Beginning in 1951, radio pioneer Edward R. Murrow asked Americans from all walks of life to write essays about their most fundamental and closely held beliefs . In creating This I Believe, Murrow said the program sought “to point to the common meeting grounds of beliefs, which is the essence of brotherhood and the floor of our civilization.”
In spite of the fear of atomic warfare, increasing consumerism and loss of spiritual values, the essayists on Murrow’s series expressed tremendous hope. They heard a country moving toward more equality among the races and between genders. They heard parents writing essays that are letters to their newborn children expressing the hopes and dreams they have for them. And they heard the stories of faith that guide people in their daily experiences.
The events in Charlottesville, VA show us that as in the 1950s, this is a time when belief is dividing the nation and the world, We are not listening well, not understanding each other — we are simply disagreeing, or worse. As an adult I feel that there’s a responsibility to change that, to cross borders, to encourage some empathy.
I want to hear what YOU believe. I have written about HOPE, I have written about PEACE. I want to encourage people to begin the much more difficult task of developing respect for beliefs different from their own.
THIS I BELIEVE
I can believe things that are true and things that aren’t true and I can believe things where nobody knows if they’re true or not.
I believe that people are perfectable, that knowledge is infinite.
I believe that the future sucks and I believe that the future rocks and I believe that one day that the Flying Spaghetti Monster is going to come back and kick everyone’s ass. I believe that all men are just overgrown boys with deep problems communicating. I believe that people may be having MORE sex but that the sex may not necessarily be good and that the decline in good sex in America is coincident with the decline in drive-in movie theaters from state to state.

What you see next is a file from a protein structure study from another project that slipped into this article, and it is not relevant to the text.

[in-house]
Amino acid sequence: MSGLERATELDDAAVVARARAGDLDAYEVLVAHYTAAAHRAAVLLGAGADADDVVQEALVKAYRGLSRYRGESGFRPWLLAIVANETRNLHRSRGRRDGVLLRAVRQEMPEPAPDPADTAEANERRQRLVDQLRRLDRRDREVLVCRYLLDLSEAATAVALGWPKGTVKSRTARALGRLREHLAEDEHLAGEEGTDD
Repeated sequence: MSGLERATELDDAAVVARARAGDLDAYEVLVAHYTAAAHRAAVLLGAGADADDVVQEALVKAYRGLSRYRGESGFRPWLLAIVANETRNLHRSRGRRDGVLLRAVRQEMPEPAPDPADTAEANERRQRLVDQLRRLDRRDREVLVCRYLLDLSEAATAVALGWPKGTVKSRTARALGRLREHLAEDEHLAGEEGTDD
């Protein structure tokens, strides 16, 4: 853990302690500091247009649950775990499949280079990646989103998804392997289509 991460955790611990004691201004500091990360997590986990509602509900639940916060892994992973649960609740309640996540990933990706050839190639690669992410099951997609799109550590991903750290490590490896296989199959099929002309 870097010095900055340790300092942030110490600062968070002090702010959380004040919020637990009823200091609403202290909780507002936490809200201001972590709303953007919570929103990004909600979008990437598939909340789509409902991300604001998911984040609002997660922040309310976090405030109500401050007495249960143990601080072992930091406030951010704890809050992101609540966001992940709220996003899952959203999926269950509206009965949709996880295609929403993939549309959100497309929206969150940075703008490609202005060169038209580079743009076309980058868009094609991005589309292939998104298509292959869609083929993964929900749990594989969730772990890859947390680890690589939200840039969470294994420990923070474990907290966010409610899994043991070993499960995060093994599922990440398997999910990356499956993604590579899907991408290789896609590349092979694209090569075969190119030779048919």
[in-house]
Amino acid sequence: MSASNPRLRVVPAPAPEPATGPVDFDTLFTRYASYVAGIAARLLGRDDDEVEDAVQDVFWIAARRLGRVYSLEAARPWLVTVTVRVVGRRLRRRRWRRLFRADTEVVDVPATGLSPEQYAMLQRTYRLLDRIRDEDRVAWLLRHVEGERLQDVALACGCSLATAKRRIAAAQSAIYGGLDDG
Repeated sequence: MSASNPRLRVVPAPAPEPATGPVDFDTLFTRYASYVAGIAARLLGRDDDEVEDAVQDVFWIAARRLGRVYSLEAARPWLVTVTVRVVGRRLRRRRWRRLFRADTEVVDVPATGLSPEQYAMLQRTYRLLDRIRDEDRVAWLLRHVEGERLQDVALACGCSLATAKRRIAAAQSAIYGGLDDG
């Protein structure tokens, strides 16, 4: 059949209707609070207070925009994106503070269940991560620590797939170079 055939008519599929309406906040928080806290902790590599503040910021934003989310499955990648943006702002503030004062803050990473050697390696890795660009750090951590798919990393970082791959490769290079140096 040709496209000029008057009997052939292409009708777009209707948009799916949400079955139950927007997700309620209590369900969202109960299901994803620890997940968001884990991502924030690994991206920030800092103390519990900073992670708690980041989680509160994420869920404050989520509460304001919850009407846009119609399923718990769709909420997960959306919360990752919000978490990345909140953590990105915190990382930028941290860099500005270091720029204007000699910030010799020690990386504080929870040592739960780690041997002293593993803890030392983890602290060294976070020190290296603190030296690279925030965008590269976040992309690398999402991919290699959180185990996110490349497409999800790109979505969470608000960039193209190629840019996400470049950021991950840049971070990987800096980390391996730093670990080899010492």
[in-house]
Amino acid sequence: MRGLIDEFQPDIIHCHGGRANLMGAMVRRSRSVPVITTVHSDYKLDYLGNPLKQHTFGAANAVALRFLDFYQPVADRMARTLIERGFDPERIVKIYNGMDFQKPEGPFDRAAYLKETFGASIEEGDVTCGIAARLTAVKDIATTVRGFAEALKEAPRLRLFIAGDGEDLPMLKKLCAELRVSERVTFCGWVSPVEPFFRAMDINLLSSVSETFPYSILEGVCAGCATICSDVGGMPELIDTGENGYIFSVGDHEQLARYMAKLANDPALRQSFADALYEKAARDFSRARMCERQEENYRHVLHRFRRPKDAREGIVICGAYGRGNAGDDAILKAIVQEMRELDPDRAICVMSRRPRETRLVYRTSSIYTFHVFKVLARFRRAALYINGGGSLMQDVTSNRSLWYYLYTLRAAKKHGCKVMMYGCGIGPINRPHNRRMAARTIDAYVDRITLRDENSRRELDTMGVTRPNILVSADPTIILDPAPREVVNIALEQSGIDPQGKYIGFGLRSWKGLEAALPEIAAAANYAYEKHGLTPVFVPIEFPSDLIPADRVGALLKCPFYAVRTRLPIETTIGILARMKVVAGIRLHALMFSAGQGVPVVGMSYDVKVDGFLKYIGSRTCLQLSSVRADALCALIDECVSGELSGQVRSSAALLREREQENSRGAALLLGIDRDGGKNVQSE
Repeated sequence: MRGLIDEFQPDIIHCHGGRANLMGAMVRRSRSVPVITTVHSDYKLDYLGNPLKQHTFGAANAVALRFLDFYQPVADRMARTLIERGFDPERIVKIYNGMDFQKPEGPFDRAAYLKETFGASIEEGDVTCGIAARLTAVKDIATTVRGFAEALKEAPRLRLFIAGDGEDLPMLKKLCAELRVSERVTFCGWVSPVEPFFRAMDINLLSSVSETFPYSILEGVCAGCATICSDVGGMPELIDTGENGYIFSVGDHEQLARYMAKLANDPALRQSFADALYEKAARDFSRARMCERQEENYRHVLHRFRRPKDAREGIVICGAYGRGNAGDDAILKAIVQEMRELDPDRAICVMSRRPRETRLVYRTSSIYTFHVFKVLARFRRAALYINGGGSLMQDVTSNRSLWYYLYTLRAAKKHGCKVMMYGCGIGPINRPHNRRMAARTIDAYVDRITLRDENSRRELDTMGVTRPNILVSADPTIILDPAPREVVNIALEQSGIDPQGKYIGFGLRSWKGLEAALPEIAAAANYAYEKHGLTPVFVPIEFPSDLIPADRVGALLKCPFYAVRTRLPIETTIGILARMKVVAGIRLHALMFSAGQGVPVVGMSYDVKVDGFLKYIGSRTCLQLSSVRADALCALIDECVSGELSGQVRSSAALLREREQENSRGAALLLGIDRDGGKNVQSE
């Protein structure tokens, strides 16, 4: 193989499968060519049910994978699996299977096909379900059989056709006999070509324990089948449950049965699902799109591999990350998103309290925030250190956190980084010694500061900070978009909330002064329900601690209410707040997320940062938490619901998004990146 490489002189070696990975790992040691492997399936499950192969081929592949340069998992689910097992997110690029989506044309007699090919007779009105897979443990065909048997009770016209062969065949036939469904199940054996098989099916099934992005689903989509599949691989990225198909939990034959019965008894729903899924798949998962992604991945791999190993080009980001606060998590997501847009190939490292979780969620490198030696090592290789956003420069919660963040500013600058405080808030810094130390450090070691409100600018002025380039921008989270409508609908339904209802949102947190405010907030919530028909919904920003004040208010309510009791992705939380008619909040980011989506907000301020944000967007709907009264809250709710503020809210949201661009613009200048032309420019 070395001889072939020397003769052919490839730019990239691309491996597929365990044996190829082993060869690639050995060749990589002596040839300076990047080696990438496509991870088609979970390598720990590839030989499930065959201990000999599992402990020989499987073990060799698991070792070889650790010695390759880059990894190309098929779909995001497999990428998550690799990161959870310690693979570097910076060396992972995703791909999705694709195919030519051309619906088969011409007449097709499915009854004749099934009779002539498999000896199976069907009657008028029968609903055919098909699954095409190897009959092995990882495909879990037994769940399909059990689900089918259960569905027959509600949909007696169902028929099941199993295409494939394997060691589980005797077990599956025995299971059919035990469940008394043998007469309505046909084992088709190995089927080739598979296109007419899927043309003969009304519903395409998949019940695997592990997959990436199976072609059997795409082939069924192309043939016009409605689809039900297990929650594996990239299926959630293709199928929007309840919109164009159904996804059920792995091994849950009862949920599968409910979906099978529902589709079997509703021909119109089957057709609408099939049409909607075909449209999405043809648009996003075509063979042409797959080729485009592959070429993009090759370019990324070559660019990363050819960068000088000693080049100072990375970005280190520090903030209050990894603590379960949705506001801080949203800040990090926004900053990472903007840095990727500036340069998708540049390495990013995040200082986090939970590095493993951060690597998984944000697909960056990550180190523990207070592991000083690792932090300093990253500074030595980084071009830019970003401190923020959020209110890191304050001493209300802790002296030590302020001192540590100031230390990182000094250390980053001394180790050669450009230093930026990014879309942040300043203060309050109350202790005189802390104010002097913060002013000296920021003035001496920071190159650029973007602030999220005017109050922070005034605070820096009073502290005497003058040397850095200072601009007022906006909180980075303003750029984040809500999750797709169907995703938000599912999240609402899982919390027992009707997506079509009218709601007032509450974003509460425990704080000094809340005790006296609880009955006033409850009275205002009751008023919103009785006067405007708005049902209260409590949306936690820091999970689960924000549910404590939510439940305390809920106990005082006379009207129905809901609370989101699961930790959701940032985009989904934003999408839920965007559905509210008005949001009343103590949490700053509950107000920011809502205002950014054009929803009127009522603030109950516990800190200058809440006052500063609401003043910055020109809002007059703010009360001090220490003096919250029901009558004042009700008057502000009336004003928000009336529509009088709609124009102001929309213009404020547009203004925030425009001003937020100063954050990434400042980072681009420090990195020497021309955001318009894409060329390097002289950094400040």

I believe that all national politicians are unprincipled crooks and I still believe that they are better than the alternative. I believe that California is going to sink into the sea when the big one comes, while Florida is going to dissolve into madness and alligators and toxic waste.
I believe that antibacterial soap is destroying our resistance to dirt and disease so that one day we’ll all be wiped out by the common cold like martians in War of the Worlds. I believe that vaccines work and that the earth is round.
I believe that Robert Frost was the greatest poets of the last century.
We are stardust. I believe that mankind’s destiny lies in the stars. I believe that candy really did taste better when I was a kid, that light is a wave and a particle, that there’s a cat in a box somewhere who’s alive and dead at the same time (although if they don’t ever open the box to feed it it’ll eventually just be two different kinds of dead), and that there are stars in the universe billions of years older than the universe itself.
I believe in a personal god who cares about me and worries and oversees everything I do. I believe in an impersonal god who set the universe in motion and went off to hang with her girlfriends and doesn’t even know that I’m alive. I believe in an empty and godless universe of causal chaos, background noise, and sheer blind luck.
I believe that anyone who says sex is overrated just hasn’t done it properly. I believe that anyone who claims to know what’s going on will lie about the little things too.
I believe in absolute honesty and sensible social lies. I believe in a woman’s right to choose, a baby’s right to live, that while all human life is sacred there’s nothing wrong with the death penalty if you can trust the legal system implicitly, and that no one but a moron would ever trust the legal system.
I believe that life is a game, that life is a cruel joke, and that life is what happens when you’re alive and that you might as well lie back and enjoy it.
I believe in love.